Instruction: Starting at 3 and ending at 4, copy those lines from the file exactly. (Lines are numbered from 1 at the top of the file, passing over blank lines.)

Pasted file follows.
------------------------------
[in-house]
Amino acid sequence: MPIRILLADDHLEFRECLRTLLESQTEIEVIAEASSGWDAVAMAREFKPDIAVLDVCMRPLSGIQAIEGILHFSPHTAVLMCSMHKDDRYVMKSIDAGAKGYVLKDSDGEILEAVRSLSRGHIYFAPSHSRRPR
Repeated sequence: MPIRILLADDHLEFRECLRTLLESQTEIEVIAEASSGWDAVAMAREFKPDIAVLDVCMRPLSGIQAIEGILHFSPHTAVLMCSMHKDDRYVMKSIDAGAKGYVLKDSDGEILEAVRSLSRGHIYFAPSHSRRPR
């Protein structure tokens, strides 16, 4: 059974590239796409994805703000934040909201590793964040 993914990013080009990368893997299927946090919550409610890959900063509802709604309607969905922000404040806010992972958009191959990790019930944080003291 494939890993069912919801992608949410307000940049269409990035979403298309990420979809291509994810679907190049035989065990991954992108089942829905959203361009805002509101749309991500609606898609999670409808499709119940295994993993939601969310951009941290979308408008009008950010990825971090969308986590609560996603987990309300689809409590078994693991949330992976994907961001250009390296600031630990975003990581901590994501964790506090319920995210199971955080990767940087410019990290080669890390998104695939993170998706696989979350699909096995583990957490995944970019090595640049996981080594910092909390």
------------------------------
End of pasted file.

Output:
Repeated sequence: MPIRILLADDHLEFRECLRTLLESQTEIEVIAEASSGWDAVAMAREFKPDIAVLDVCMRPLSGIQAIEGILHFSPHTAVLMCSMHKDDRYVMKSIDAGAKGYVLKDSDGEILEAVRSLSRGHIYFAPSHSRRPR
């Protein structure tokens, strides 16, 4: 059974590239796409994805703000934040909201590793964040 993914990013080009990368893997299927946090919550409610890959900063509802709604309607969905922000404040806010992972958009191959990790019930944080003291 494939890993069912919801992608949410307000940049269409990035979403298309990420979809291509994810679907190049035989065990991954992108089942829905959203361009805002509101749309991500609606898609999670409808499709119940295994993993939601969310951009941290979308408008009008950010990825971090969308986590609560996603987990309300689809409590078994693991949330992976994907961001250009390296600031630990975003990581901590994501964790506090319920995210199971955080990767940087410019990290080669890390998104695939993170998706696989979350699909096995583990957490995944970019090595640049996981080594910092909390």